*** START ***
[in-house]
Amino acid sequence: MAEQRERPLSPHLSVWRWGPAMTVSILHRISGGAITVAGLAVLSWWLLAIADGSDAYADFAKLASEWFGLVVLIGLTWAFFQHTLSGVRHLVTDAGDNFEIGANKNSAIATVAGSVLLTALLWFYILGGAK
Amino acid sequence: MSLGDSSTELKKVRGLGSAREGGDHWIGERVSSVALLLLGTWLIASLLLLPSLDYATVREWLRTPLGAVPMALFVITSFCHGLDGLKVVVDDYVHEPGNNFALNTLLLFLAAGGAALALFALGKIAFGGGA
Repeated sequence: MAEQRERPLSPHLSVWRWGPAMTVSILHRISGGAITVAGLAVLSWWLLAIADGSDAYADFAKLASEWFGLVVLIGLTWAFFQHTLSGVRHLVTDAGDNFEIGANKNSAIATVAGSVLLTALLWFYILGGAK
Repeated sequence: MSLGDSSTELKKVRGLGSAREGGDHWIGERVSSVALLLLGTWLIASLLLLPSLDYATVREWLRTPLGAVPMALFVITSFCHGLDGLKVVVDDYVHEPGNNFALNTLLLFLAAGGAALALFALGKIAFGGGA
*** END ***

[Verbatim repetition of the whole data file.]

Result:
[in-house]
Amino acid sequence: MAEQRERPLSPHLSVWRWGPAMTVSILHRISGGAITVAGLAVLSWWLLAIADGSDAYADFAKLASEWFGLVVLIGLTWAFFQHTLSGVRHLVTDAGDNFEIGANKNSAIATVAGSVLLTALLWFYILGGAK
Amino acid sequence: MSLGDSSTELKKVRGLGSAREGGDHWIGERVSSVALLLLGTWLIASLLLLPSLDYATVREWLRTPLGAVPMALFVITSFCHGLDGLKVVVDDYVHEPGNNFALNTLLLFLAAGGAALALFALGKIAFGGGA
Repeated sequence: MAEQRERPLSPHLSVWRWGPAMTVSILHRISGGAITVAGLAVLSWWLLAIADGSDAYADFAKLASEWFGLVVLIGLTWAFFQHTLSGVRHLVTDAGDNFEIGANKNSAIATVAGSVLLTALLWFYILGGAK
Repeated sequence: MSLGDSSTELKKVRGLGSAREGGDHWIGERVSSVALLLLGTWLIASLLLLPSLDYATVREWLRTPLGAVPMALFVITSFCHGLDGLKVVVDDYVHEPGNNFALNTLLLFLAAGGAALALFALGKIAFGGGA